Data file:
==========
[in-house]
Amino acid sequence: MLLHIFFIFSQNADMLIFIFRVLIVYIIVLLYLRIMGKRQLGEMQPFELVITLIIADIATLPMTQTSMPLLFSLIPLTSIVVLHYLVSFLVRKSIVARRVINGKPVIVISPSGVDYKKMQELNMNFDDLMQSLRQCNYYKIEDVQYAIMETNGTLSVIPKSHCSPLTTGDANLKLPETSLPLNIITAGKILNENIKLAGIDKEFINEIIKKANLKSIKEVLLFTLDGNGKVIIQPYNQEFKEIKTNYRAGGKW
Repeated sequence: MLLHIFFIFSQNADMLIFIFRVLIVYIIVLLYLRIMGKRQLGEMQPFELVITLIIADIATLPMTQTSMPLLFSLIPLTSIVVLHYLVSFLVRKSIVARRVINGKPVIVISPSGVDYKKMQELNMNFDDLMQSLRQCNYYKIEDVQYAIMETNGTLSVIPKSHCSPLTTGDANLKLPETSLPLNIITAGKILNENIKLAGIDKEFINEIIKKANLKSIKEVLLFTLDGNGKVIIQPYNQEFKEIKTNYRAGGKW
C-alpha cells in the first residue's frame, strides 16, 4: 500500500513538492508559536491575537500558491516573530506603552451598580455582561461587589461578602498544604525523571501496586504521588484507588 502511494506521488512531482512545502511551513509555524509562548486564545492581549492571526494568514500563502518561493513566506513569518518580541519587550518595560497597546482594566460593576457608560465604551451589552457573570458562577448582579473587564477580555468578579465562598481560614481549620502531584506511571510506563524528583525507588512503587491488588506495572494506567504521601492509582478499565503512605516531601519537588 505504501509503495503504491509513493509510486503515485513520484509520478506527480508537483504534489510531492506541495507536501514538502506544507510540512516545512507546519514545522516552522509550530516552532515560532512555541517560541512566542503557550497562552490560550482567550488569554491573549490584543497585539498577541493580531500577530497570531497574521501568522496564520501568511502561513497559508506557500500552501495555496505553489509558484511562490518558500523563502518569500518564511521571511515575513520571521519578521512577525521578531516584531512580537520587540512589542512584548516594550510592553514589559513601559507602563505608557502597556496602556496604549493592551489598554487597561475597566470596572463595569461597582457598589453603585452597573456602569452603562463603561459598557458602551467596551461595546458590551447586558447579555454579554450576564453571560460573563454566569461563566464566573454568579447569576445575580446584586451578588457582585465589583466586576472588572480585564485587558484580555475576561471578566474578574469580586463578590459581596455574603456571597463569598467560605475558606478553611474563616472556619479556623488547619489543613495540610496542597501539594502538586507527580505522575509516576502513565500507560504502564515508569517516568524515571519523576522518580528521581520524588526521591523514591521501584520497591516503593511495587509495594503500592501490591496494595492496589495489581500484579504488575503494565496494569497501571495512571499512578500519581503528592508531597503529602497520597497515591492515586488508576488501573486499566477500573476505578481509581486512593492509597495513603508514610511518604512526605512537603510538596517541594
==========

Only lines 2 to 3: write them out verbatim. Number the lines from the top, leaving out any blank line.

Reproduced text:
Amino acid sequence: MLLHIFFIFSQNADMLIFIFRVLIVYIIVLLYLRIMGKRQLGEMQPFELVITLIIADIATLPMTQTSMPLLFSLIPLTSIVVLHYLVSFLVRKSIVARRVINGKPVIVISPSGVDYKKMQELNMNFDDLMQSLRQCNYYKIEDVQYAIMETNGTLSVIPKSHCSPLTTGDANLKLPETSLPLNIITAGKILNENIKLAGIDKEFINEIIKKANLKSIKEVLLFTLDGNGKVIIQPYNQEFKEIKTNYRAGGKW
Repeated sequence: MLLHIFFIFSQNADMLIFIFRVLIVYIIVLLYLRIMGKRQLGEMQPFELVITLIIADIATLPMTQTSMPLLFSLIPLTSIVVLHYLVSFLVRKSIVARRVINGKPVIVISPSGVDYKKMQELNMNFDDLMQSLRQCNYYKIEDVQYAIMETNGTLSVIPKSHCSPLTTGDANLKLPETSLPLNIITAGKILNENIKLAGIDKEFINEIIKKANLKSIKEVLLFTLDGNGKVIIQPYNQEFKEIKTNYRAGGKW